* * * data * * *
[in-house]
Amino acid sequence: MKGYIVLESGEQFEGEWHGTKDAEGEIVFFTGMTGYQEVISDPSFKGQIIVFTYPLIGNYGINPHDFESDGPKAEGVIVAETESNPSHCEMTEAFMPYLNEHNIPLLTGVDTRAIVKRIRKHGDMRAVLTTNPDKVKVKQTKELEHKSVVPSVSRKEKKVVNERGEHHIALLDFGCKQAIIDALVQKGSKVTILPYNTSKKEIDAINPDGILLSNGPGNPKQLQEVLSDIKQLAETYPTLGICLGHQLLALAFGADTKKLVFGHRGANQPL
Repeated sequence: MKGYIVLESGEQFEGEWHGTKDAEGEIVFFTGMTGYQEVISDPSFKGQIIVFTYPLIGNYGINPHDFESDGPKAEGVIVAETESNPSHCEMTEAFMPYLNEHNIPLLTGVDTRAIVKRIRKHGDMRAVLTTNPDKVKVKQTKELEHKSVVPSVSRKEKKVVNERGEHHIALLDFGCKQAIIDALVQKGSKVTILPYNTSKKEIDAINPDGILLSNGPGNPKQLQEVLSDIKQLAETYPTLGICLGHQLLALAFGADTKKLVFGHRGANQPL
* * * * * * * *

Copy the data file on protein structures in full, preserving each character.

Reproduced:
[in-house]
Amino acid sequence: MKGYIVLESGEQFEGEWHGTKDAEGEIVFFTGMTGYQEVISDPSFKGQIIVFTYPLIGNYGINPHDFESDGPKAEGVIVAETESNPSHCEMTEAFMPYLNEHNIPLLTGVDTRAIVKRIRKHGDMRAVLTTNPDKVKVKQTKELEHKSVVPSVSRKEKKVVNERGEHHIALLDFGCKQAIIDALVQKGSKVTILPYNTSKKEIDAINPDGILLSNGPGNPKQLQEVLSDIKQLAETYPTLGICLGHQLLALAFGADTKKLVFGHRGANQPL
Repeated sequence: MKGYIVLESGEQFEGEWHGTKDAEGEIVFFTGMTGYQEVISDPSFKGQIIVFTYPLIGNYGINPHDFESDGPKAEGVIVAETESNPSHCEMTEAFMPYLNEHNIPLLTGVDTRAIVKRIRKHGDMRAVLTTNPDKVKVKQTKELEHKSVVPSVSRKEKKVVNERGEHHIALLDFGCKQAIIDALVQKGSKVTILPYNTSKKEIDAINPDGILLSNGPGNPKQLQEVLSDIKQLAETYPTLGICLGHQLLALAFGADTKKLVFGHRGANQPL